Lloyd's Maritime and Commercial Law Quarterly

Tokenisation of documentary intangibles

Jiabin Lai*

Traditionally, documentary intangibles are represented by paper documents. Crypto-tokens have now been used to tokenise paper documents. This raises the question whether crypto-tokens that are used as digital counterparts of paper documents have the same legal effects as paper documents. This article criticises the view that documentary intangibles must be represented by paper documents. Instead, it argues that crypto-tokens that tokenise paper documents are functionally equivalent to paper documents because they can evidence and transfer rights in the same way as their paper counterparts. Therefore, crypto-tokens that tokenise paper documents should be viewed as documentary intangibles.


Documentary intangibles are documents embodying rights that can be transferred by delivery of the documents.1 They include documents of title to goods (such as bills of lading), negotiable instruments (such as bills of exchange, cheques and promissory notes)

* PhD Law Candidate, University of Bristol. The author would like to thank Asma Vranaki, Chathuni Jayathilaka, Lin Lin, Ying Hu and an anonymous referee for their helpful comments on an earlier draft of this article. All errors and omissions remain with the author. This research is funded by the China Scholarship Council.
The following abbreviations are used:
BEA 1882: Bills of Exchange Act 1882;
DLT: distributed ledger technology;
Electronic Commerce: Law Commission, Electronic Commerce: Formal Requirements in Commercial Transactions: Advice from the Law Commission (2001);
Electronic execution of documents: Law Commission, Electronic execution of documents (Law Com No 386, 2019);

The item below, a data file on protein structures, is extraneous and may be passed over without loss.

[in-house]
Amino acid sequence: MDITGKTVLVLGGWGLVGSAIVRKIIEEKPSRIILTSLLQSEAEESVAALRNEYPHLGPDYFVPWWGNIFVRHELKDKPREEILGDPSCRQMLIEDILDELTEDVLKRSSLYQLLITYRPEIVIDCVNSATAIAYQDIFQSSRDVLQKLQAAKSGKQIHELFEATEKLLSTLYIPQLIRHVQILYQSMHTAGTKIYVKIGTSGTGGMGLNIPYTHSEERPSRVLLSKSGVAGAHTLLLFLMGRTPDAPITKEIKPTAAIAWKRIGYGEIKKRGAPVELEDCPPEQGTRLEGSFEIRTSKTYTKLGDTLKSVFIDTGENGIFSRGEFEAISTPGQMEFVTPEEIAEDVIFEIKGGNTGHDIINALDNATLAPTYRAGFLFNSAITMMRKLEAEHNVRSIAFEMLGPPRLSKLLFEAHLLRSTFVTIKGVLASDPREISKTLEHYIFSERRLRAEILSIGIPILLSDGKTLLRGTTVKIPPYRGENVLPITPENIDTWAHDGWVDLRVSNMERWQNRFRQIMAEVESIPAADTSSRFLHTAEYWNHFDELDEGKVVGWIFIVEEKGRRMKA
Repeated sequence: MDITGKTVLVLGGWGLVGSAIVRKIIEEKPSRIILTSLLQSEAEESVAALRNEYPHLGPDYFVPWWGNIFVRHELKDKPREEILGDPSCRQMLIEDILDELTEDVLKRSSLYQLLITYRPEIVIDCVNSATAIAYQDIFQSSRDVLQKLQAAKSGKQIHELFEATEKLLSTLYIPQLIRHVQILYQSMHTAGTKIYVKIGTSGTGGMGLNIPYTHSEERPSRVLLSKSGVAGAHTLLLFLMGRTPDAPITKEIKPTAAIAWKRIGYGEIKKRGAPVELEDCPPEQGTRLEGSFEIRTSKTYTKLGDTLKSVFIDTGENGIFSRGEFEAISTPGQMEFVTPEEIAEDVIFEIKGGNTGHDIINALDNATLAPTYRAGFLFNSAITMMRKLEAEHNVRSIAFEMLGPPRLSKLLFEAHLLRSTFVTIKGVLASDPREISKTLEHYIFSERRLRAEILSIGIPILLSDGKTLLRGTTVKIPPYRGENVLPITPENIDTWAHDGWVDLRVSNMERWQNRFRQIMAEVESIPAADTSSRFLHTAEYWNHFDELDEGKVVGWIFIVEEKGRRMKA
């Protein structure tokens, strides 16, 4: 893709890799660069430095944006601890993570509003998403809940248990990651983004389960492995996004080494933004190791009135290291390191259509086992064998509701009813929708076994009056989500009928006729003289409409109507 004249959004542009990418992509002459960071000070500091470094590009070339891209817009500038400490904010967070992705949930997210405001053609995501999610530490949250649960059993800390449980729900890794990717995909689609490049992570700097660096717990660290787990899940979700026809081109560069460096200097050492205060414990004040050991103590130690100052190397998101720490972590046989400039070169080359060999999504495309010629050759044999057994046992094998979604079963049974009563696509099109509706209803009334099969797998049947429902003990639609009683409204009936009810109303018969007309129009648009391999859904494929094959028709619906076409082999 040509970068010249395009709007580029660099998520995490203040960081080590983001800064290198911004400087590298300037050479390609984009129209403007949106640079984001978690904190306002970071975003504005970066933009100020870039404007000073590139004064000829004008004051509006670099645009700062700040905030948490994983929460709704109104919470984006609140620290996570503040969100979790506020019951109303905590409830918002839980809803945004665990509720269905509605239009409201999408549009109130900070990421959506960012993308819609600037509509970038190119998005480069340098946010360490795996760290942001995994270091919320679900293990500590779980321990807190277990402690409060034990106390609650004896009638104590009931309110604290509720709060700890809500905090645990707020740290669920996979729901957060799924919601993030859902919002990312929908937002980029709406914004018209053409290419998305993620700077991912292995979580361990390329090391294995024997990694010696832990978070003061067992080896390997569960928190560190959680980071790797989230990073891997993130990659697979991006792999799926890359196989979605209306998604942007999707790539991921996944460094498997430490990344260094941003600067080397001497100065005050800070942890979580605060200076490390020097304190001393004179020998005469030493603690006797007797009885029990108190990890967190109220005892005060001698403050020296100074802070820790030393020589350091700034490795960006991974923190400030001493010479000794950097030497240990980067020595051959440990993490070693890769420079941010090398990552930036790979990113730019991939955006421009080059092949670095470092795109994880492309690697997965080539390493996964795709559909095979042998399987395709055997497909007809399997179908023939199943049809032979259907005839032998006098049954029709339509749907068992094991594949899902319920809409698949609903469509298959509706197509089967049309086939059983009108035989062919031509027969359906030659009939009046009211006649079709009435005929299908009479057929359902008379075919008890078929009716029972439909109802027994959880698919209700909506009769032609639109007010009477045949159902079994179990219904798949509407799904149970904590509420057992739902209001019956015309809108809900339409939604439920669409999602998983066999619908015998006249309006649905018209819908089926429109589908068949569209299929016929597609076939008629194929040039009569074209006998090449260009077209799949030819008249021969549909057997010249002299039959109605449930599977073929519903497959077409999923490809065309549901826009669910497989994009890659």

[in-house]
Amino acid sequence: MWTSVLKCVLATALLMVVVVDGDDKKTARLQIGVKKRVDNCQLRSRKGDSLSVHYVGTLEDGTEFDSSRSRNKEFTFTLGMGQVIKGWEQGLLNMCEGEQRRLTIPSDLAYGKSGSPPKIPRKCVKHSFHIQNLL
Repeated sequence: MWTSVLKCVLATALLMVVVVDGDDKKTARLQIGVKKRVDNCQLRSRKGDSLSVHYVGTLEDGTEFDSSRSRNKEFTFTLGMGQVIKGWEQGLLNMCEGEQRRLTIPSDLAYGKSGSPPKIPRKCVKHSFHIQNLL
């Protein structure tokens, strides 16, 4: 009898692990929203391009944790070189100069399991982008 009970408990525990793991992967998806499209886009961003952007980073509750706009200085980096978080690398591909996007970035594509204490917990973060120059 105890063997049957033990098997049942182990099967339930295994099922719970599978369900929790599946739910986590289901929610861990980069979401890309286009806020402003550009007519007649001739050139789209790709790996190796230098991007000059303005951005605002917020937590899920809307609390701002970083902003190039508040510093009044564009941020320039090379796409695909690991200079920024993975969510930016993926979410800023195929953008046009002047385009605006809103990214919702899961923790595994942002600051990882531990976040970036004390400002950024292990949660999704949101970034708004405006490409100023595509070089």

Electronic trade documents: Law Commission, Electronic trade documents: Report and Bill (Law Com No 405, 2022);
Goode & McKendrick: R Goode and E McKendrick, Goode and McKendrick on Commercial Law, 6th edn (London, 2020);
Legal Statement: United Kingdom Jurisdiction Taskforce, “Legal Statement on Cryptoassets and Smart Contracts” (2019) (https://resources.lawtechuk.io/files/4.%20Cryptoasset%20and%20Smart%20Contract%20Statement.pdf).
The Law of Personal Property: M Bridge, L Gullifer, K Low and G McMeel, The Law of Personal Property, 3rd edn (London, 2021);
MLETR: UNCITRAL Model Law on Electronic Transferable Records;
UKJT: United Kingdom Jurisdiction Taskforce;
UNCITRAL: United Nations Commission on International Trade Law.
1. Armstrong DLW GmbH v Winnington Networks Ltd [2012] EWHC 10 (Ch); [2013] Ch 156, [47]; M G Bridge, Personal Property Law, 4th edn (Oxford, 2015), 19; L Gullifer (ed), Goode and Gullifer on Legal Problems of Credit and Security, 6th edn (London, 2017), [1.48]; M Smith and N Leslie, The Law of Assignment, 3rd edn (Oxford, 2018), [2.79].

Tokenisation of documentary intangibles


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